The Japanese are very partial to France’s Beaujolais Nouveau wine, and bon vivants in Paris are now returning the compliment by developing a taste for “Sake Nouveau”.
For decades, the Japanese rice wine suffered from a tainted image in France as the fiery drink offered by Chinese restaurants at the end of a meal, often served in tiny cups with a picture of a woman on the bottom.
But the growing Gallic appreciation of Japanese cuisine has changed perceptions and French gourmets are now learning to value sake and pair it with their own gastronomic specialities.
Youlin Ly, the owner of the Maison du Sake restaurant in Paris, said: “Japanese producers make ‘sake nouveau’ at the end of January, when they bottle their sake. It differs from other types of sake in that it is unpasteurised, meaning that it has not been heated to a high temperature and then cooled in order to preserve it better.”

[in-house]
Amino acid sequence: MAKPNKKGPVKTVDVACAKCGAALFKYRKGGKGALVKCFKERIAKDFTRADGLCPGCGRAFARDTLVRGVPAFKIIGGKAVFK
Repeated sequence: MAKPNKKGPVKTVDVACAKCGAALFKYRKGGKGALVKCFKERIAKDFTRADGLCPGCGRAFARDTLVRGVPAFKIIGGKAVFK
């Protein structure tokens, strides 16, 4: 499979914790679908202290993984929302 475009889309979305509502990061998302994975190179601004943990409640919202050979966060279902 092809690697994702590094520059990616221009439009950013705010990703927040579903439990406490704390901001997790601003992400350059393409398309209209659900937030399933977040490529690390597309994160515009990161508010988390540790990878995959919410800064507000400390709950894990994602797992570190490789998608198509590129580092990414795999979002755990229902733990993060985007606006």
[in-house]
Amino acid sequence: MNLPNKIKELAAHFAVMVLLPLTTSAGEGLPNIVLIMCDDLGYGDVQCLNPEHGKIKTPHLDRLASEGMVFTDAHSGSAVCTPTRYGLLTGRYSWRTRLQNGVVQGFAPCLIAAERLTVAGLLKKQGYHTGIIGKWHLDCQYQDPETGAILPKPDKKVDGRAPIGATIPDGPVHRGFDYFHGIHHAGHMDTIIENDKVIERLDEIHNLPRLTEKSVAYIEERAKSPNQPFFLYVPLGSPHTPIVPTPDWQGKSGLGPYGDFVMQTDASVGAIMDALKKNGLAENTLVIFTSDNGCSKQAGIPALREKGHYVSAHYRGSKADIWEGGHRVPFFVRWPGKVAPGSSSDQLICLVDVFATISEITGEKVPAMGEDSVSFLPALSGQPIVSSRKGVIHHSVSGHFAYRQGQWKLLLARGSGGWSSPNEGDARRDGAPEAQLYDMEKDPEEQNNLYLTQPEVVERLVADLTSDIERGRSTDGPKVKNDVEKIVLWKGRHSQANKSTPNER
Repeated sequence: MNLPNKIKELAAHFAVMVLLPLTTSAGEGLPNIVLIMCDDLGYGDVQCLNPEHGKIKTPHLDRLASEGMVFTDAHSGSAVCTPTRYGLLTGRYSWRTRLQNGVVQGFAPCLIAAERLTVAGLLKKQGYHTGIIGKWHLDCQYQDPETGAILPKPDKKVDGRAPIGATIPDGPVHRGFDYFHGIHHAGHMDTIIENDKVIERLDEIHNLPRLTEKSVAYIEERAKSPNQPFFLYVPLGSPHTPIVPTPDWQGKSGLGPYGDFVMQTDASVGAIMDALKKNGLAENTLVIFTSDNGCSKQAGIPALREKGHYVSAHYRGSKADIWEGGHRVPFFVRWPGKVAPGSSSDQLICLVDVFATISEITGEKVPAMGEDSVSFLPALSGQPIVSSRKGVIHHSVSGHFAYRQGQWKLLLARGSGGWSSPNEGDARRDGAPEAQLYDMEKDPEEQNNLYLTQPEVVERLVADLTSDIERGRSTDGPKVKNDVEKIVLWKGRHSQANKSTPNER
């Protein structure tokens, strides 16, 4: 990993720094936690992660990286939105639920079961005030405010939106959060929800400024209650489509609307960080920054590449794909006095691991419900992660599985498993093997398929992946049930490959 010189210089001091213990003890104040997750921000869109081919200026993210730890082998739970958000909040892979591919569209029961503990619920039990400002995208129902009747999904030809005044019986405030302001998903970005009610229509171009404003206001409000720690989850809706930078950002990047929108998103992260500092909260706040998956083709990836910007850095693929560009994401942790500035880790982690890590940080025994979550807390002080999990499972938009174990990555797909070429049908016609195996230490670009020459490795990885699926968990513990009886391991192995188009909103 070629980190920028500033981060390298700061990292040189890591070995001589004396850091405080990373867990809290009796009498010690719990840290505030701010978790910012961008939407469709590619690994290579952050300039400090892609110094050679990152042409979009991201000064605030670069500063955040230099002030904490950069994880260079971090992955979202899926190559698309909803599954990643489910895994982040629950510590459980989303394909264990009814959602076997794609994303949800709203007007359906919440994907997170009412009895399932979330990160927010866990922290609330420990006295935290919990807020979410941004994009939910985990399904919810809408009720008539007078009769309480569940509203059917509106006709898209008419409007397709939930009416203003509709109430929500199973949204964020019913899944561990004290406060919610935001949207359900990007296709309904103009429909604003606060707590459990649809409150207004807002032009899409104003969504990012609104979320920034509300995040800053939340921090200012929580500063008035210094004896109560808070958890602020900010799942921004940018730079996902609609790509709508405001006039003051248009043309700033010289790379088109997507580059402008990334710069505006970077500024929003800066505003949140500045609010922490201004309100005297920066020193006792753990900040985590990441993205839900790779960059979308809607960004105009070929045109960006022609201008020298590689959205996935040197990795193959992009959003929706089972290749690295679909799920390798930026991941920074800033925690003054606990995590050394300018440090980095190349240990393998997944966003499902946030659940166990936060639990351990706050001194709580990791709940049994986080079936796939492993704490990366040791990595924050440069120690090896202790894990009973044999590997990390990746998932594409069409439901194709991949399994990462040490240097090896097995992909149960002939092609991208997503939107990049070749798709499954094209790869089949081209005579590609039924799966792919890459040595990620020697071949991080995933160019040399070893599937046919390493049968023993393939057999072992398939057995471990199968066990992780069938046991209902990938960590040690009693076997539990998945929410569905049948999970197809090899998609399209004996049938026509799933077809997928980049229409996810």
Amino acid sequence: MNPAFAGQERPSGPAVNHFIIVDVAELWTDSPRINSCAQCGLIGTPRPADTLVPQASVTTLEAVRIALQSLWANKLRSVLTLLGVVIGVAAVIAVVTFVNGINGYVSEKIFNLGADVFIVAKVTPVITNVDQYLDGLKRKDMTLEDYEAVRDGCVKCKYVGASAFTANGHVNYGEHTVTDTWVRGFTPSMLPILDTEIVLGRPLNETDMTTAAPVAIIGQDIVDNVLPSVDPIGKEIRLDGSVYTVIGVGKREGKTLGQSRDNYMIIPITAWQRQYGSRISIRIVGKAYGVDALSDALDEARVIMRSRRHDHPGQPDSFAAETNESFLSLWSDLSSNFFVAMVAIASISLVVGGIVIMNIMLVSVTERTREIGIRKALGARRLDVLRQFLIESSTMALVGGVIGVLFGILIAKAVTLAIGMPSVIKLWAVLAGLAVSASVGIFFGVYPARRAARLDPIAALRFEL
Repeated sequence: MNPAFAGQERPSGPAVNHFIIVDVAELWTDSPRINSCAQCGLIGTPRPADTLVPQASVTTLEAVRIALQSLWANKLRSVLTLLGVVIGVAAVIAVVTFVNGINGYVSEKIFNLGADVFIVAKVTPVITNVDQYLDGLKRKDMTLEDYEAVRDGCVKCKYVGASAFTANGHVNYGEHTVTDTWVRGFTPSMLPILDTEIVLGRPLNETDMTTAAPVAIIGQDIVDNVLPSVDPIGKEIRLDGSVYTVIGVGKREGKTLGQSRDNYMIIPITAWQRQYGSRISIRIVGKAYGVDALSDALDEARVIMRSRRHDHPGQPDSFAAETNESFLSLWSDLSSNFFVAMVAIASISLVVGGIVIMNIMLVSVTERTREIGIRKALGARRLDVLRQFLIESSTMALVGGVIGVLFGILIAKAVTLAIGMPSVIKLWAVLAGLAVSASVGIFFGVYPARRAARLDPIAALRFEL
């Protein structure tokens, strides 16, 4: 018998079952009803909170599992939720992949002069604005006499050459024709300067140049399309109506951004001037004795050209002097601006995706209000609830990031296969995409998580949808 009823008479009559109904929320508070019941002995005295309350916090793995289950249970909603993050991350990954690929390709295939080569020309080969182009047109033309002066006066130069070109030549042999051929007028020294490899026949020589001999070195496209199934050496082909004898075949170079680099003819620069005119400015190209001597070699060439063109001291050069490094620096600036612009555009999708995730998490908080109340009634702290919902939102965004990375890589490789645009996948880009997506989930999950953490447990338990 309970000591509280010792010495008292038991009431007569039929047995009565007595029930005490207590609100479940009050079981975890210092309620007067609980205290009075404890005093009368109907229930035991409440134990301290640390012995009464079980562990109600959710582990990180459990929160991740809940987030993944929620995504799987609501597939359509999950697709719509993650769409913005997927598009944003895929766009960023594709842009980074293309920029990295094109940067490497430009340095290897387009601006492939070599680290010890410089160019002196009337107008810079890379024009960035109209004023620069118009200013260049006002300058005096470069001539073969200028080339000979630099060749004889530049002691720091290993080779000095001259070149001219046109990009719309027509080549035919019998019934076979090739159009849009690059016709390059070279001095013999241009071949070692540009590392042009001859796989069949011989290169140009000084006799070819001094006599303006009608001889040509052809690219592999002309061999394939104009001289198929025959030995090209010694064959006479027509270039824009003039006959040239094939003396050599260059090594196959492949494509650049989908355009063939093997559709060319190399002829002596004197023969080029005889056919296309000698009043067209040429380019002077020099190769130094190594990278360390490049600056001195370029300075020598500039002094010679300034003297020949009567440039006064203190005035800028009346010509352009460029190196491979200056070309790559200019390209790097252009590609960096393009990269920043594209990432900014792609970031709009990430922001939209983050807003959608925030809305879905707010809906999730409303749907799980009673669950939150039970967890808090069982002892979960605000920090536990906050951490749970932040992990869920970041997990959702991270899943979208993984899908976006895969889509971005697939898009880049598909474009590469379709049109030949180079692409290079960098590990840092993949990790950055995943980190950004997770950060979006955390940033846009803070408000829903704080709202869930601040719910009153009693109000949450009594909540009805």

Like Beaujolais Nouveau, which is a young wine best drunk in the months following production, “Sake Nouveau” cannot be stored for long. Mr Ly said it should be consumed within six weeks of bottling, describing it as "more full-bodied than a conventional sake, with a fruity flavour that makes it ideal with food."
Two Michelin-starred chefs, William Ledeuil of the highly rated KGB fusion restaurant in Paris and Alexandre Gauthier of La Grenouillère in the northern village of La Madelaine-sous-Montreuil, have teamed up with Mr Ly to promote Sake Nouveau.
Mr Ledeuil recommends using sake as a flavour-enhancing ingredient in the same way as wine. “With beef or a lacquered foie gras, I pour into the bowl a bouillon infused with shavings of citron, yuzu [Asian citrus fruits], lemongrass accompanied with a few mushrooms, and I add a little sake.”
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Mr Gauthier bans non-French wines from his restaurant but makes an exception for sake. He describes Sake Nouveau, as “very fresh and fruity, with a slightly bitter note” and recommends it with crab blinis and a marmalade of truffled celery accompanied by a choux pastry.